And just as importantly, putting the tech in charge of their paycheck means operating a shop where the team has the processes, procedures and tools that maximize efficiency and productivity. More succinctly, the shop needs to remove the production bottlenecks so that techs can bill more hours on every single vehicle.
You likely run into these bottlenecks every day: juggling logins to multiple services, inefficient parts ordering, communication bobbles, endless transcribing and copying and pasting. Each slowdown seems tiny — until you add them all up. How many hours are your techs losing each day to inefficiency? Dedicated use of an effective shop management system can remove those kinds of bottlenecks and allow you to bill more than two additional hours per tech per day.
Those kinds of efficiency gains are incredible for both the technician and the shop when multiplied out over a year.
What’s the biggest hurdle for turning your lube technicians into apprentices and eventually full technicians?
In our experience growing technicians in our shop, the learning curve is almost entirely in the tools we supply them with. Each additional component your lube tech must master before they can even start apprenticing is a hurdle they have to overcome.
Labor guides, inspections, writeups, diagnostics, point of sale — often these have been drilled into your technician before they start working for you.
But when you’re growing your technicians, it’s entirely up to you to train your new employee how to use all of those systems, how they work together and your expectations for how they’ll be used.
The alternative — as we’ve seen in our own shop with the lube bay manager who just graduated to full technician — is to use a shop management system like we do that removes all of those barriers so that your technician can focus on what they’re good at and what makes them money, grows your shop and helps them grow into their full potential: billing more hours.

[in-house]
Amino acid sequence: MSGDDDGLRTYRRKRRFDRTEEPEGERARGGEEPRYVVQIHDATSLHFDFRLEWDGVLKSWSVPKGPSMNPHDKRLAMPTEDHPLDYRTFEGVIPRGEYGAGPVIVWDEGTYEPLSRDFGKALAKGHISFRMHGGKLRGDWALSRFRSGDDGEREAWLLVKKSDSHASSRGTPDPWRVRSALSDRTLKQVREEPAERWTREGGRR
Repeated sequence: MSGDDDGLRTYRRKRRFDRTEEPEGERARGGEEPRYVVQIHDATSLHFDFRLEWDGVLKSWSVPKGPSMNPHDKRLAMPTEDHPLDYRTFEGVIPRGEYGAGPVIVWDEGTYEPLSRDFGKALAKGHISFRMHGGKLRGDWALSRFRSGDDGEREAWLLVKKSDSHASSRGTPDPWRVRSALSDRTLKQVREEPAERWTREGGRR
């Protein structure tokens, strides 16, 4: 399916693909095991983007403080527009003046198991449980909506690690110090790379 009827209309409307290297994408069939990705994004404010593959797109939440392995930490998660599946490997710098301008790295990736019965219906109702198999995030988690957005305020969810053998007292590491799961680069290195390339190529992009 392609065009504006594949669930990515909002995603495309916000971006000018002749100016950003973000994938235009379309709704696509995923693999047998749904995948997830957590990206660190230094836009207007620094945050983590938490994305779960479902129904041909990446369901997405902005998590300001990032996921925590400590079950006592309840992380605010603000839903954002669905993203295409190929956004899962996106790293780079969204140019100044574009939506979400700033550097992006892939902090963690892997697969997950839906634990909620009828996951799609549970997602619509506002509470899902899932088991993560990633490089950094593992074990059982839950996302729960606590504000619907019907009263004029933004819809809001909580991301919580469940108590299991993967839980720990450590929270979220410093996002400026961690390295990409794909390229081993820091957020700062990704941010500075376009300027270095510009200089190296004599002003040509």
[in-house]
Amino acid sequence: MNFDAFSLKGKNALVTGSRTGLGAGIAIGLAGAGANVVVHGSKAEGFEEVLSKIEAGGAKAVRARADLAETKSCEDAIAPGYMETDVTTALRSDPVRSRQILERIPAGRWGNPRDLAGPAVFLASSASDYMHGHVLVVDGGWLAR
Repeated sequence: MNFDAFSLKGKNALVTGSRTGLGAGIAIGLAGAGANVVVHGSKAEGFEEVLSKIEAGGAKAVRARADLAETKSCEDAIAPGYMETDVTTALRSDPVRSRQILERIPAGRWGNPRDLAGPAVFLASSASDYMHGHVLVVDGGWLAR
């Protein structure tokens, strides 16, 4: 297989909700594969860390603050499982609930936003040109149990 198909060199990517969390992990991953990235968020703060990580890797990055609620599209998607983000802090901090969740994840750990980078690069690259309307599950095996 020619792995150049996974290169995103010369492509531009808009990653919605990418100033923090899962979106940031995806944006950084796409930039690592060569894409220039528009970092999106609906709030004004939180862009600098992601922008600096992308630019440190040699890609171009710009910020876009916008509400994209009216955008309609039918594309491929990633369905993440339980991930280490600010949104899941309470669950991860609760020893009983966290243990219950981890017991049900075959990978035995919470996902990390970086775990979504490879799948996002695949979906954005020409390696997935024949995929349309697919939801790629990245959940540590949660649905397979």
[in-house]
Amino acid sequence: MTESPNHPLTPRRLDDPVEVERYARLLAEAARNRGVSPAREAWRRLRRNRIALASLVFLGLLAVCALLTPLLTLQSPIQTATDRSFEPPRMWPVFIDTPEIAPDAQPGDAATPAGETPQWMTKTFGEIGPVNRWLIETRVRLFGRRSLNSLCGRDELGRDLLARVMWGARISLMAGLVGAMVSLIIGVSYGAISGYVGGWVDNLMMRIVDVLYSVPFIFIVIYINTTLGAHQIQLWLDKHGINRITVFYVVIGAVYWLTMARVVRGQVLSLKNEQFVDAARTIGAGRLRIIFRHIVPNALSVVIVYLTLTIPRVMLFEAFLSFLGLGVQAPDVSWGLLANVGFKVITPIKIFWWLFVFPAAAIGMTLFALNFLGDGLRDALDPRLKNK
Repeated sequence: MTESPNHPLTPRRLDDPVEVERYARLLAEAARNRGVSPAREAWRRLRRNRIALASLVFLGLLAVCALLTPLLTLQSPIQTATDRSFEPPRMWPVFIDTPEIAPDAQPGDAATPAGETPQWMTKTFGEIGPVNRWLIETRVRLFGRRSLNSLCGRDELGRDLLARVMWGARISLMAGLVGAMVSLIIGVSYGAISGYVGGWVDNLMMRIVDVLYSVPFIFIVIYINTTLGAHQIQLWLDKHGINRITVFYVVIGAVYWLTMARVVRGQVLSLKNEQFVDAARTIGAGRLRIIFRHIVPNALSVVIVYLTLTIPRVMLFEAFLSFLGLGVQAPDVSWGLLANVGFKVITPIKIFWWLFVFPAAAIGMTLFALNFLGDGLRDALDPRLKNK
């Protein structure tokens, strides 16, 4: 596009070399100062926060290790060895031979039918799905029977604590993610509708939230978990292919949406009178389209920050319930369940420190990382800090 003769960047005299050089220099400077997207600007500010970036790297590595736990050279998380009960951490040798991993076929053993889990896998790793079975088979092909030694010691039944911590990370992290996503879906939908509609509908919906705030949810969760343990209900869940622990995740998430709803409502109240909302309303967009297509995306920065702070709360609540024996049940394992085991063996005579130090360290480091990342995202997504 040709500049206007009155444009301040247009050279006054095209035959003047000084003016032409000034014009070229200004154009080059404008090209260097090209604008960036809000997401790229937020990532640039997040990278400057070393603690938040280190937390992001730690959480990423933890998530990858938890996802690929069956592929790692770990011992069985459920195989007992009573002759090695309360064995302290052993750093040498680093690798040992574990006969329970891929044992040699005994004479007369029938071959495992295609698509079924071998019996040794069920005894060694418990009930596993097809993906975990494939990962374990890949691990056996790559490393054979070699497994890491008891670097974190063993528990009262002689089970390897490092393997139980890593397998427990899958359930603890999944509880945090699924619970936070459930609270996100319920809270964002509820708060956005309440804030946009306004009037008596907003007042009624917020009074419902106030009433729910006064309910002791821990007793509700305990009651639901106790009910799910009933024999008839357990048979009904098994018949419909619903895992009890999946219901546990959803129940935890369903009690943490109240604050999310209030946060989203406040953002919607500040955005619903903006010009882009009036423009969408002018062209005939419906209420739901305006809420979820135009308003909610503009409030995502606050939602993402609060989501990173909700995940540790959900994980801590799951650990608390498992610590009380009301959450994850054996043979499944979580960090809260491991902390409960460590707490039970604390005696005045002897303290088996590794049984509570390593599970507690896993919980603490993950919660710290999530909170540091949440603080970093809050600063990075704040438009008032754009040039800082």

Recruiting New Technicians
What sets your shop apart from any other place where a potential technician can work?
In many ways, we’ve covered this already. When you’re able to look your candidate in the eyes and tell them they will bill more hours and bring home a bigger paycheck than they have at any shop previous, why would they work for anyone else?
Because of a permanent guarantee? Not if they’re a quality tech! The best techs like to be paid for performance.
Doing this right requires big decisions like changing your procedures, your pay plans and your software. But people being afraid to make these types of winning decisions are what left the industry where it is.
Bad advice from false prophets causes more and more shop owners to go back to turning wrenches or selling their shop for a fraction of what it’s worth … instead of going down the path I’ve illustrated here.
Your mother or father taught you the solution already: if it sounds too good to be true (or too easy) then you know it’s not going to work. It’s time to stop trying shortcuts and choose the winning path instead.